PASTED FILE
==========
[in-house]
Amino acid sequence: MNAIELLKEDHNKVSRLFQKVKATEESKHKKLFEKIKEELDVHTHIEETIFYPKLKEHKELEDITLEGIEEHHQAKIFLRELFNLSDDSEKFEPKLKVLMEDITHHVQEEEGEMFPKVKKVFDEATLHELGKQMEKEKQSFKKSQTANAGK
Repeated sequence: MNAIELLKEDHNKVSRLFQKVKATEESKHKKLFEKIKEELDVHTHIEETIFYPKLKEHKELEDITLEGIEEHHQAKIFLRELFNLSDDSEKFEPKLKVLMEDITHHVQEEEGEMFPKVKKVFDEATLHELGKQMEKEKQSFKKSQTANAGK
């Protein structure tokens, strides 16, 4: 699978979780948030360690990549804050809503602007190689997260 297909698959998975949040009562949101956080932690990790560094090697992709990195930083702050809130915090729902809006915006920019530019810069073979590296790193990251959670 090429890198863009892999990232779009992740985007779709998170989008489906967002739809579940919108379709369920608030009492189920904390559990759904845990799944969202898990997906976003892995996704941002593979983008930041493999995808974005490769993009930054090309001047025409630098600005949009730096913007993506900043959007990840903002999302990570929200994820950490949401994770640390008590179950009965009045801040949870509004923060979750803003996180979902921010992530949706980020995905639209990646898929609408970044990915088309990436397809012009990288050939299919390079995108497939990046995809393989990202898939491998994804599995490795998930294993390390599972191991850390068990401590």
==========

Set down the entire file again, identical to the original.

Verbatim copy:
[in-house]
Amino acid sequence: MNAIELLKEDHNKVSRLFQKVKATEESKHKKLFEKIKEELDVHTHIEETIFYPKLKEHKELEDITLEGIEEHHQAKIFLRELFNLSDDSEKFEPKLKVLMEDITHHVQEEEGEMFPKVKKVFDEATLHELGKQMEKEKQSFKKSQTANAGK
Repeated sequence: MNAIELLKEDHNKVSRLFQKVKATEESKHKKLFEKIKEELDVHTHIEETIFYPKLKEHKELEDITLEGIEEHHQAKIFLRELFNLSDDSEKFEPKLKVLMEDITHHVQEEEGEMFPKVKKVFDEATLHELGKQMEKEKQSFKKSQTANAGK
């Protein structure tokens, strides 16, 4: 699978979780948030360690990549804050809503602007190689997260 297909698959998975949040009562949101956080932690990790560094090697992709990195930083702050809130915090729902809006915006920019530019810069073979590296790193990251959670 090429890198863009892999990232779009992740985007779709998170989008489906967002739809579940919108379709369920608030009492189920904390559990759904845990799944969202898990997906976003892995996704941002593979983008930041493999995808974005490769993009930054090309001047025409630098600005949009730096913007993506900043959007990840903002999302990570929200994820950490949401994770640390008590179950009965009045801040949870509004923060979750803003996180979902921010992530949706980020995905639209990646898929609408970044990915088309990436397809012009990288050939299919390079995108497939990046995809393989990202898939491998994804599995490795998930294993390390599972191991850390068990401590």